Top-Left: My lightest flight baggage (essentials only) as I went straight to the venue as soon as I arrived on the afternoon of January 16. Top-Right: In partial pilgrim fashion. Bottom-Left: In full pilgrim fashion with King and Gel. Bottom-Right: A night view of the altar on the eve of Pope Francis’ arrival in Tacloban.
Quadrant 31: 10 PM, January 16 to 10 AM, January 17. With my brother King and our friend Gel, we stayed in this quadrant to welcome Pope Francis in my hometown.
12 hours. Not counting the hours of waiting for our turn to finally be at our assigned quadrant, we braved the strong rains and winds that anticipate also the coming of Category 2 – Tropical Storm Amang.
How apt is it that the tropical storm is named Amang which is also Ama or Father in Filipino? We call Pope Francis as our Holy Father, “Ama ng Simbahang Katolika”. But what choice do we have, Amang accompanied our Holy Father. Even the typhoon brings a transcendental reason.
At some point in the early hours of the morning, I wanted to just leave, go home and celebrate the mass to be presided by Pope Francis on television because I felt so cold and damp that I could not even feel my toes anymore. They were numb. My brother was also beginning to be unwell too. But when Pope Francis was embarking the plane as shown from the big screens en route to my hometown, everybody was cheering loudly. Everyone was energized because in an hour, Pope Francis will be in our midst.
And then the plane arrived… It is party in the midst of the storm. Everyone is ecstatic.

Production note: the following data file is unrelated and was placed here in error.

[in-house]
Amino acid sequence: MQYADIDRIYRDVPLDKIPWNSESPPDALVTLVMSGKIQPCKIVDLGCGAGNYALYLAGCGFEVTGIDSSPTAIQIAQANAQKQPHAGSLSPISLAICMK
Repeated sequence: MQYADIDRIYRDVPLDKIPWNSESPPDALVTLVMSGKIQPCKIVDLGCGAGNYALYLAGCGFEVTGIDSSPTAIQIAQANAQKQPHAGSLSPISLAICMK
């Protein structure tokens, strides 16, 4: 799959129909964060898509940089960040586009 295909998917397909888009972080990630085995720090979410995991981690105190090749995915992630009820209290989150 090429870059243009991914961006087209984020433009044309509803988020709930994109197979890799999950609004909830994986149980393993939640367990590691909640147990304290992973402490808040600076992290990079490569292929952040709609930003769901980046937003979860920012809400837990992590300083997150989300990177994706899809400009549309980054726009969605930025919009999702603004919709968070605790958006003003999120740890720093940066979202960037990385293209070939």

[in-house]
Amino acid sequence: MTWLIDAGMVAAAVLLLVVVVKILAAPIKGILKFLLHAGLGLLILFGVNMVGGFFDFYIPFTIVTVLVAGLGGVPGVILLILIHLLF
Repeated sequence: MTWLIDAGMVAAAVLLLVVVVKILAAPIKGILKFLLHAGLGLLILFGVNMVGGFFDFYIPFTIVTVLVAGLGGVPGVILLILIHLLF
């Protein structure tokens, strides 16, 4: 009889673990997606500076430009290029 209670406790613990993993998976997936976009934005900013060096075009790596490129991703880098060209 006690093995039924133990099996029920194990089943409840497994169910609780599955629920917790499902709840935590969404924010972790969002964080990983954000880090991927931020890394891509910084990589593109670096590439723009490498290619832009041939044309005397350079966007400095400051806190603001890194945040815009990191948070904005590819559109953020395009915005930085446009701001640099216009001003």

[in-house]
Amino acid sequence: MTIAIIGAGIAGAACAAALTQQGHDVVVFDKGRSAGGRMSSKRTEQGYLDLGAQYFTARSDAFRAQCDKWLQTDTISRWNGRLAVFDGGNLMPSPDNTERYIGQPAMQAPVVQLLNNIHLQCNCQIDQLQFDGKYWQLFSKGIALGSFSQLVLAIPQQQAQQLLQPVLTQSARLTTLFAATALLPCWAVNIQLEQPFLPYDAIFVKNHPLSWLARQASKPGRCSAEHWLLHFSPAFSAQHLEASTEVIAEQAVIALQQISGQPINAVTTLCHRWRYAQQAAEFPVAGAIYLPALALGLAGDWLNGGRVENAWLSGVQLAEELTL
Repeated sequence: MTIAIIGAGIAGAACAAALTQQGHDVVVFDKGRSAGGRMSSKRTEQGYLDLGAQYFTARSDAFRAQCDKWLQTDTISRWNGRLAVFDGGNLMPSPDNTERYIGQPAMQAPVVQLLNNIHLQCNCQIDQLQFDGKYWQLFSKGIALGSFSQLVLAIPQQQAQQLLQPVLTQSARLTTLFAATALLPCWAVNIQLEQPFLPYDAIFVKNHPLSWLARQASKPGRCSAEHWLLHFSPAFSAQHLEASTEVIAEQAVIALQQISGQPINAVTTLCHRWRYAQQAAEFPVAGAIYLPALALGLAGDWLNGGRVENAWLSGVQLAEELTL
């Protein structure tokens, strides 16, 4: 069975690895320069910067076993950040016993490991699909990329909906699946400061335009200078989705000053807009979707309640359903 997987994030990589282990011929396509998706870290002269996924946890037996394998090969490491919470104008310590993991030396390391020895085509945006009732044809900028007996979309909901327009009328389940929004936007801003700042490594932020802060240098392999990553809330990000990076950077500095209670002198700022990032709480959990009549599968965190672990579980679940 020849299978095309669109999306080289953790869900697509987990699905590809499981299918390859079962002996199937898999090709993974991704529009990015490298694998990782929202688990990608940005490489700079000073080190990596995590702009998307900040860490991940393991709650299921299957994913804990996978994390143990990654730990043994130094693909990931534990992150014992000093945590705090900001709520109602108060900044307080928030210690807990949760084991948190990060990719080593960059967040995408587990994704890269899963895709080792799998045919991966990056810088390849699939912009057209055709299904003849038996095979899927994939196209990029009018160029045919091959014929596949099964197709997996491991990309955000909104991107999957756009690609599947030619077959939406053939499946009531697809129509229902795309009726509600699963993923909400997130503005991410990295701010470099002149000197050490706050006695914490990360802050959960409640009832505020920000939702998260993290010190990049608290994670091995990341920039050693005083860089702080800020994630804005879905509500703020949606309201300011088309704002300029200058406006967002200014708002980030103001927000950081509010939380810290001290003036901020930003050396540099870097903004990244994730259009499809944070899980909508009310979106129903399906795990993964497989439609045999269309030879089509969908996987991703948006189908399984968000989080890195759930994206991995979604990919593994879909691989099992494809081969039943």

I am still lost for words. It is a spiritual experience where reason becomes obsolete and faith shines in all its splendor. To celebrate the mass officiated by the Pope and with the survivors of Typhoon Yolanda who lost their loved ones, property and even hope is unexplainable. Their strength to brave through the catastrophe is not human. It is divine.
The impromptu homily of Pope Francis is heartfelt. How can one comfort someone who has lost so much? What can one say? The Pope humbly admits that “he does not know what to say but Jesus knows what to say.” The compassion showed by Pope Francis comforted the survivors. For the survivors, they do not need words; they only need a presence that truly understands. The storm is divinely timing too. It gave Pope Francis a glimpse of the people’s reality as the strong winds and rains continued to cry with the people throughout the Eucharistic celebration. Truly, “realities are superior than ideas.”
Others may perceive our Catholic faith as mere fanaticism but my personal experience at the stormy mass in Tacloban affirms that it is indeed a journey of deep faith. Who am I to judge the euphoria of the crowd? Their faces exude joy with a profound reflection of inconsolable pain but are slowly opening their hearts to hope that is brought by a man who truly empathized and understood their plight. The survivors experienced Jesus through Pope Francis. I too am sure that even those who did not experience Yolanda’s wrath but have celebrated the mass with us met Jesus, truly alive.
Despite having the chance to get a glimpse of Pope Francis twice, I was not able to take a souvenir photo of him due to the strong rains and winds. I did not want to be distracted nor be worried of how to protect my gadget. The experience of seeing him in person is too precious for my memory to miss and record as opportunities like these only happen with a blink of an eye.
© rooks 2015